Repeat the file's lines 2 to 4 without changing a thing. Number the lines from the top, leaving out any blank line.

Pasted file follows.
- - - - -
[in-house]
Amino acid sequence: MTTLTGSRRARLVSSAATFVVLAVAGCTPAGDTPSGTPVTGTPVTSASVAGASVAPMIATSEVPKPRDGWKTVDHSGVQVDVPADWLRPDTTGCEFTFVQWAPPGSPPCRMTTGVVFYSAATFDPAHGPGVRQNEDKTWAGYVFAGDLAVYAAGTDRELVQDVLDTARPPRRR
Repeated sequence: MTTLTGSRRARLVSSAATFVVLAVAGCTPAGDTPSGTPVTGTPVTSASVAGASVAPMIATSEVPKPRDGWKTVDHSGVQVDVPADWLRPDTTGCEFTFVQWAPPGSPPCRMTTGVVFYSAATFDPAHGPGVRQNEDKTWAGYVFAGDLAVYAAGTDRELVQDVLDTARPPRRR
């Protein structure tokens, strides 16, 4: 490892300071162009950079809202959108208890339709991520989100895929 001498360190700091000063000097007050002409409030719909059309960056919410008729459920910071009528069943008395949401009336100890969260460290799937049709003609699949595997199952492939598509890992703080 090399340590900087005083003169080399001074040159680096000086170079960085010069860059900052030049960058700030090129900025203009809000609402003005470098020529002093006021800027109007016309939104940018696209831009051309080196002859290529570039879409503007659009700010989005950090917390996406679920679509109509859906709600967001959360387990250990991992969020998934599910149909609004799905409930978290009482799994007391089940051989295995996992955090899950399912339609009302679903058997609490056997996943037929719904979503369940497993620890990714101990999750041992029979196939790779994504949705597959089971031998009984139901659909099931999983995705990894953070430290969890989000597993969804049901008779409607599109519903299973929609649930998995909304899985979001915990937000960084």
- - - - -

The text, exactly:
Amino acid sequence: MTTLTGSRRARLVSSAATFVVLAVAGCTPAGDTPSGTPVTGTPVTSASVAGASVAPMIATSEVPKPRDGWKTVDHSGVQVDVPADWLRPDTTGCEFTFVQWAPPGSPPCRMTTGVVFYSAATFDPAHGPGVRQNEDKTWAGYVFAGDLAVYAAGTDRELVQDVLDTARPPRRR
Repeated sequence: MTTLTGSRRARLVSSAATFVVLAVAGCTPAGDTPSGTPVTGTPVTSASVAGASVAPMIATSEVPKPRDGWKTVDHSGVQVDVPADWLRPDTTGCEFTFVQWAPPGSPPCRMTTGVVFYSAATFDPAHGPGVRQNEDKTWAGYVFAGDLAVYAAGTDRELVQDVLDTARPPRRR
């Protein structure tokens, strides 16, 4: 490892300071162009950079809202959108208890339709991520989100895929 001498360190700091000063000097007050002409409030719909059309960056919410008729459920910071009528069943008395949401009336100890969260460290799937049709003609699949595997199952492939598509890992703080 090399340590900087005083003169080399001074040159680096000086170079960085010069860059900052030049960058700030090129900025203009809000609402003005470098020529002093006021800027109007016309939104940018696209831009051309080196002859290529570039879409503007659009700010989005950090917390996406679920679509109509859906709600967001959360387990250990991992969020998934599910149909609004799905409930978290009482799994007391089940051989295995996992955090899950399912339609009302679903058997609490056997996943037929719904979503369940497993620890990714101990999750041992029979196939790779994504949705597959089971031998009984139901659909099931999983995705990894953070430290969890989000597993969804049901008779409607599109519903299973929609649930998995909304899985979001915990937000960084």